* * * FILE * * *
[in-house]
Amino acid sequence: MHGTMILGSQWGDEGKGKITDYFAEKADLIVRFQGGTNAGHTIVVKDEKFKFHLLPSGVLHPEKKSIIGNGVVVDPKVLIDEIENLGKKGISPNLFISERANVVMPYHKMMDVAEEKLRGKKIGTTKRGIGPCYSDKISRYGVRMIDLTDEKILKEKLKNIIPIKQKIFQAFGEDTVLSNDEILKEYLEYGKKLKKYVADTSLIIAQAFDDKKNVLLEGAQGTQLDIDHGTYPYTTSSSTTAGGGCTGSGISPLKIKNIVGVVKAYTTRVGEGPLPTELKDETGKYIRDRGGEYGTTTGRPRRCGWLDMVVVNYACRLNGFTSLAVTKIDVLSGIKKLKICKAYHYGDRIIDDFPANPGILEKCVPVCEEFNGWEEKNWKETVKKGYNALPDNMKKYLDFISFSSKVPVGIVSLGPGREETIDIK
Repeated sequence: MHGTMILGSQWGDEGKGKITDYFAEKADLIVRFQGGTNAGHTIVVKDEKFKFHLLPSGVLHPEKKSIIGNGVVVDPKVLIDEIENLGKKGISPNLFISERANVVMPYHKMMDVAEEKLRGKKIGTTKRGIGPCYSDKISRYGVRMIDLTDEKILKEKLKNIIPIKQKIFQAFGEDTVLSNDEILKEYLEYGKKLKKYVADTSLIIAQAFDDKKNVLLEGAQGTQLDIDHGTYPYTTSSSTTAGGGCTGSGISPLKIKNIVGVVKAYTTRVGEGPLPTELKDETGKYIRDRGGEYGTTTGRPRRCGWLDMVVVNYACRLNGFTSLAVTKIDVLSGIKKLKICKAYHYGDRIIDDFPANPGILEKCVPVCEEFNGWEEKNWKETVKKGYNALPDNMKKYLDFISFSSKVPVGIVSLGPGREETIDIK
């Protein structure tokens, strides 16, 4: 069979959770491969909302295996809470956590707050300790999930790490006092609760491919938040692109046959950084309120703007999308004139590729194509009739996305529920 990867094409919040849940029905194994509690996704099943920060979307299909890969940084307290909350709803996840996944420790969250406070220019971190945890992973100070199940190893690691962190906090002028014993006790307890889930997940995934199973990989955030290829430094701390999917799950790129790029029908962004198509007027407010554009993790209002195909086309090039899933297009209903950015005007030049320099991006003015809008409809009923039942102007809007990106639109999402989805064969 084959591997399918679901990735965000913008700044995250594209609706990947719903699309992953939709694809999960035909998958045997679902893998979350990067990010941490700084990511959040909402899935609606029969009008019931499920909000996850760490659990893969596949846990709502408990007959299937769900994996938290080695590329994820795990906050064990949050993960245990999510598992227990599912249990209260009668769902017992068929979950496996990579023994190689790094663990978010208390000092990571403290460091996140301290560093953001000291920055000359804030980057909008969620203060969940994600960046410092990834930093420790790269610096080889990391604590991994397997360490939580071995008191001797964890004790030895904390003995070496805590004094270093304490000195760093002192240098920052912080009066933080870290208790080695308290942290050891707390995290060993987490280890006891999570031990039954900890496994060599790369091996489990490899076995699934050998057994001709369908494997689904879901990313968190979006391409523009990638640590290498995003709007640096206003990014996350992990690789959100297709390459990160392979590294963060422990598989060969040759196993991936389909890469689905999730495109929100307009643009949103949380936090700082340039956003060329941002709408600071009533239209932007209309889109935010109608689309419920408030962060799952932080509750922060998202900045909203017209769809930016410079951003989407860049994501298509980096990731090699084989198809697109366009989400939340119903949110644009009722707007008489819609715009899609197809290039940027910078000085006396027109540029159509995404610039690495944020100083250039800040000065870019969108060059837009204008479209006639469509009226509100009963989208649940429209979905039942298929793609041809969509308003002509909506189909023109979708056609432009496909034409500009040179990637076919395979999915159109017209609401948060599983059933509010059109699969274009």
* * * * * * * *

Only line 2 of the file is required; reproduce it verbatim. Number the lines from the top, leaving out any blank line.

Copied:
Amino acid sequence: MHGTMILGSQWGDEGKGKITDYFAEKADLIVRFQGGTNAGHTIVVKDEKFKFHLLPSGVLHPEKKSIIGNGVVVDPKVLIDEIENLGKKGISPNLFISERANVVMPYHKMMDVAEEKLRGKKIGTTKRGIGPCYSDKISRYGVRMIDLTDEKILKEKLKNIIPIKQKIFQAFGEDTVLSNDEILKEYLEYGKKLKKYVADTSLIIAQAFDDKKNVLLEGAQGTQLDIDHGTYPYTTSSSTTAGGGCTGSGISPLKIKNIVGVVKAYTTRVGEGPLPTELKDETGKYIRDRGGEYGTTTGRPRRCGWLDMVVVNYACRLNGFTSLAVTKIDVLSGIKKLKICKAYHYGDRIIDDFPANPGILEKCVPVCEEFNGWEEKNWKETVKKGYNALPDNMKKYLDFISFSSKVPVGIVSLGPGREETIDIK